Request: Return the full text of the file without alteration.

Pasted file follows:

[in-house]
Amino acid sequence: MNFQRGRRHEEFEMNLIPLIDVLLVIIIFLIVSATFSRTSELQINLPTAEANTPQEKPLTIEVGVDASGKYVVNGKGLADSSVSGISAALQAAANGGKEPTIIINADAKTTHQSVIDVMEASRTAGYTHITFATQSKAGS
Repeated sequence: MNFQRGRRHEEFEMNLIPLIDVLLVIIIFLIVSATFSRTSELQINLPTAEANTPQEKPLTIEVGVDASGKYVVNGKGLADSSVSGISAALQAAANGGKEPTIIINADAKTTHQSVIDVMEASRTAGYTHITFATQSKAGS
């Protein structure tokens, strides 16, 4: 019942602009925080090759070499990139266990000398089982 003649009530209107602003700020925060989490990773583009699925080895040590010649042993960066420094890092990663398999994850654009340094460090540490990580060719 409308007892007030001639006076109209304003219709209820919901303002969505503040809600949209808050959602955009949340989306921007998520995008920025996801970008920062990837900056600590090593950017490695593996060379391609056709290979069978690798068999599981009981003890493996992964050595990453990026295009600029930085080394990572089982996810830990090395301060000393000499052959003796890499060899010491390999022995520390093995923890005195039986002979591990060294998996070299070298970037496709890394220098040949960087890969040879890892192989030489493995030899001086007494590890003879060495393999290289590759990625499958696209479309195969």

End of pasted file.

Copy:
[in-house]
Amino acid sequence: MNFQRGRRHEEFEMNLIPLIDVLLVIIIFLIVSATFSRTSELQINLPTAEANTPQEKPLTIEVGVDASGKYVVNGKGLADSSVSGISAALQAAANGGKEPTIIINADAKTTHQSVIDVMEASRTAGYTHITFATQSKAGS
Repeated sequence: MNFQRGRRHEEFEMNLIPLIDVLLVIIIFLIVSATFSRTSELQINLPTAEANTPQEKPLTIEVGVDASGKYVVNGKGLADSSVSGISAALQAAANGGKEPTIIINADAKTTHQSVIDVMEASRTAGYTHITFATQSKAGS
């Protein structure tokens, strides 16, 4: 019942602009925080090759070499990139266990000398089982 003649009530209107602003700020925060989490990773583009699925080895040590010649042993960066420094890092990663398999994850654009340094460090540490990580060719 409308007892007030001639006076109209304003219709209820919901303002969505503040809600949209808050959602955009949340989306921007998520995008920025996801970008920062990837900056600590090593950017490695593996060379391609056709290979069978690798068999599981009981003890493996992964050595990453990026295009600029930085080394990572089982996810830990090395301060000393000499052959003796890499060899010491390999022995520390093995923890005195039986002979591990060294998996070299070298970037496709890394220098040949960087890969040879890892192989030489493995030899001086007494590890003879060495393999290289590759990625499958696209479309195969």